Isn't that awesome? Would you be willing to die for people you had never met so that they could live? They would never thank you in person, and they might not even admit you had given your life for them. God is telling us that He loved us so, so, so, so much that He gave His one and only Son to die for you and me! Why? So that we can have our relationship with God and never have to go to that awful place called hell. This is salvation.

Wow, God offers to give us a gift of eternal life despite the fact that we are sinful and have earned the wages, or payment, of death. Eternal life is life that lasts forever. You and I can live a billion years and we'll just be getting started! Now this eternal life begins while we are alive here on earth, but it continues forever in a beautiful place called heaven. That's where God has His permanent home and where everything is perfect-the opposite of hell, where everything is imperfect.

Meeting Jesus in Person

So how does someone receive this gift of salvation from God? Maybe you already are a follower of Jesus (a Christian) yourself, but please don't skip this section. God wants you to tell others how they can get their free gift too.

In order to receive the gift, you must know Jesus and understand what He has done for you. Suppose you died in a car wreck and suddenly found yourself standing before God. What if He said, "Why should I allow you into My kingdom?" What would be your answer?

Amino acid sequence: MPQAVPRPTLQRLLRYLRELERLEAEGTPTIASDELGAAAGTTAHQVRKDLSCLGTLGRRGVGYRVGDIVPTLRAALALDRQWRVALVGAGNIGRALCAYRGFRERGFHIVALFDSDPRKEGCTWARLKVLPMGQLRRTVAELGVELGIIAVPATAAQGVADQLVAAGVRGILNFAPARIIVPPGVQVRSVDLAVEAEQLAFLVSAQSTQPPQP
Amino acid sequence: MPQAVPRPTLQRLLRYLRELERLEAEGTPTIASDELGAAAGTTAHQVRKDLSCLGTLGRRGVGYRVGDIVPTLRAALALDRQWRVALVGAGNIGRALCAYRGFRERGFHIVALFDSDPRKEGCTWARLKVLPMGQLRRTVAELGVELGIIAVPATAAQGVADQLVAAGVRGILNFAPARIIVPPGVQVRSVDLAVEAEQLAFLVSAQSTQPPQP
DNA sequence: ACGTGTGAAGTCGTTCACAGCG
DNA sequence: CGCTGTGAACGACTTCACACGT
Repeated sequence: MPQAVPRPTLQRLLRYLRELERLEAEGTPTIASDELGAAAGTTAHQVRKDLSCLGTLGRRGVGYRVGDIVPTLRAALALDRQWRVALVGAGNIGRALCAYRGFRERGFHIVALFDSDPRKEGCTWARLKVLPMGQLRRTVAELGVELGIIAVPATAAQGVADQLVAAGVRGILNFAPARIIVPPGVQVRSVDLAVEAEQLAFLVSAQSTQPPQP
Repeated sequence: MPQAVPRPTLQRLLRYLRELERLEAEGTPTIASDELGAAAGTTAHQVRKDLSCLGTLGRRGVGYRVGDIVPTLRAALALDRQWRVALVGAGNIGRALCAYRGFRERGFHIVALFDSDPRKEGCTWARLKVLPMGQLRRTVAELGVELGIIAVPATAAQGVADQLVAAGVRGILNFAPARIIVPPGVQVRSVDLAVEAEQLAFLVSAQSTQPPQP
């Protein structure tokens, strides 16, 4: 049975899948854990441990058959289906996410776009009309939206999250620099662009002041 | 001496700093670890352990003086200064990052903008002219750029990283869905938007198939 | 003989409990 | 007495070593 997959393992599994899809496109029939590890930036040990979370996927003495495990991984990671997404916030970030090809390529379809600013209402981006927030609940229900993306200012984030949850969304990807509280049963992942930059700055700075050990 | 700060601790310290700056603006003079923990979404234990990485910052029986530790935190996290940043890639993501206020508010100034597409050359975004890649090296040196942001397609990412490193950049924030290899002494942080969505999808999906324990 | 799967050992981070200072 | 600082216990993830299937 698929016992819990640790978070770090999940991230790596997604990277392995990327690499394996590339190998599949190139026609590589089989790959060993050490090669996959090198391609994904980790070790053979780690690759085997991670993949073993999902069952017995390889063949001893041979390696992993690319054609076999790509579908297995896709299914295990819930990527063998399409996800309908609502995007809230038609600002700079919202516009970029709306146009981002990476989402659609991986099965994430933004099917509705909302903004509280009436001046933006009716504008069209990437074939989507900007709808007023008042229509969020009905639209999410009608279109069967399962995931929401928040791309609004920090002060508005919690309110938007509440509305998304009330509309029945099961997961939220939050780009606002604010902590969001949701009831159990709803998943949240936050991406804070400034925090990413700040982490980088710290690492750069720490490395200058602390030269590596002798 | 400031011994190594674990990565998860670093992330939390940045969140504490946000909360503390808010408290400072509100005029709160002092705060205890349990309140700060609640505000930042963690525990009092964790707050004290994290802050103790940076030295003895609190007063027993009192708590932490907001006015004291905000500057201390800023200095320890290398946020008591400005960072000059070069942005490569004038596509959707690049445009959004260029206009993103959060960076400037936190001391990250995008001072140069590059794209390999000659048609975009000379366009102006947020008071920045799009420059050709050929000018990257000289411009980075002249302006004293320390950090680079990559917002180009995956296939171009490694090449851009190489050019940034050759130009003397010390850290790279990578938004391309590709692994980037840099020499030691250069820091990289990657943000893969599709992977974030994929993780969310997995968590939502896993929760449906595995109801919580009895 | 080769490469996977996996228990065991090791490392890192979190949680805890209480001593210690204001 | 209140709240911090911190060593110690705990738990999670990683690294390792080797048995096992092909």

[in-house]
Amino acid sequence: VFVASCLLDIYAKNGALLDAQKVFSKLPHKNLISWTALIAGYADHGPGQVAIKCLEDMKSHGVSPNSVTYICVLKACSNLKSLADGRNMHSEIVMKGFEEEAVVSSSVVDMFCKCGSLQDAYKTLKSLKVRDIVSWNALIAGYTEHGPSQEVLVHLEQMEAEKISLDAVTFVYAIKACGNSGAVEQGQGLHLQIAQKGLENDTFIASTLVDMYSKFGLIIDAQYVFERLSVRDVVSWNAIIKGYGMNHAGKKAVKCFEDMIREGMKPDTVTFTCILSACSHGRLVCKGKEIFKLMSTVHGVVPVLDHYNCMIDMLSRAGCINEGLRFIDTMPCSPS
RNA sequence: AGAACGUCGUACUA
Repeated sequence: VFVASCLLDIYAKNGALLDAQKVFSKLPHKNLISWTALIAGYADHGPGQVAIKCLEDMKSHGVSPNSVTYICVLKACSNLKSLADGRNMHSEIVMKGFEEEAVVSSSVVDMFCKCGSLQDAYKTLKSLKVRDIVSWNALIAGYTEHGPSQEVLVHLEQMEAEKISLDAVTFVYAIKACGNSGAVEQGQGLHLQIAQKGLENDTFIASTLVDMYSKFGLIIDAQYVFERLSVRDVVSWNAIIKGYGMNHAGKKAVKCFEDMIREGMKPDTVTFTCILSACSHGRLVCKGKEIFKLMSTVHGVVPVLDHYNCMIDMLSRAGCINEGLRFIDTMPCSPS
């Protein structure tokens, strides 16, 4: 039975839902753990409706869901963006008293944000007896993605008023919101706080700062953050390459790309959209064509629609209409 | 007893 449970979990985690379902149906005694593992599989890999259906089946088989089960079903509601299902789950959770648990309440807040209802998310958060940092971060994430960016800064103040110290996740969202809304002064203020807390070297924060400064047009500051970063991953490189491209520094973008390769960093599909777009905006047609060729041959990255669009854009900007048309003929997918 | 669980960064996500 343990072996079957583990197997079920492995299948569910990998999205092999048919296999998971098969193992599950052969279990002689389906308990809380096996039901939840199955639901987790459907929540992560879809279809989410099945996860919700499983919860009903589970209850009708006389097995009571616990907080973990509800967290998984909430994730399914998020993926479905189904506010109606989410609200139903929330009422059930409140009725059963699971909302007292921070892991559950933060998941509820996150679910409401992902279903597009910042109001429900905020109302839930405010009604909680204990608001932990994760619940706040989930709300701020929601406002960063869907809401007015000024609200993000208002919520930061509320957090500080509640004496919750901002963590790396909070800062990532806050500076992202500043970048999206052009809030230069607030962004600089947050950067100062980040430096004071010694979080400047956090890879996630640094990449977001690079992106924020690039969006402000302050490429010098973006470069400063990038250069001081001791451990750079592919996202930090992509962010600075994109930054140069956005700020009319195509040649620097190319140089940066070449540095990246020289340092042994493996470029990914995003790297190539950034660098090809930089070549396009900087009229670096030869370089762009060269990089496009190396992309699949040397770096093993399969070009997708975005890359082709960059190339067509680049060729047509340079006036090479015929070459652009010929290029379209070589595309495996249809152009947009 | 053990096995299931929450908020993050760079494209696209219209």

It's quite simple. Jesus died for our sins because He loves us so much. He wants us to have the gift of salvation. All we have to do is believe in Him and what He did for us, and ask Him to forgive us and be King in our lives. We must turn over control of our lives to Jesus so that He becomes our leader.

If you would like to ask Christ to forgive you of your sins, why don't you ask your parents, an older brother or sister, or a friend who knows Jesus to pray with you? If you don't have anyone to do this with you, here's a prayer you can pray to God on your own:

Dear God, I am a sinner. I know that I am not perfect and I know that You are perfect. Thank You for sending Your Son to die for my sins. Thank You for loving me. By faith I believe that Jesus is the Son of God and rose from the grave to conquer death. Will You please forgive me of my sins and will You be the King of my life? Thank You for Your sacrifice, Your forgiveness, and for the eternal life I now have because of You. I will place my trust and faith in You and allow You to be the Lord and Master of my life. In Jesus' name, Amen.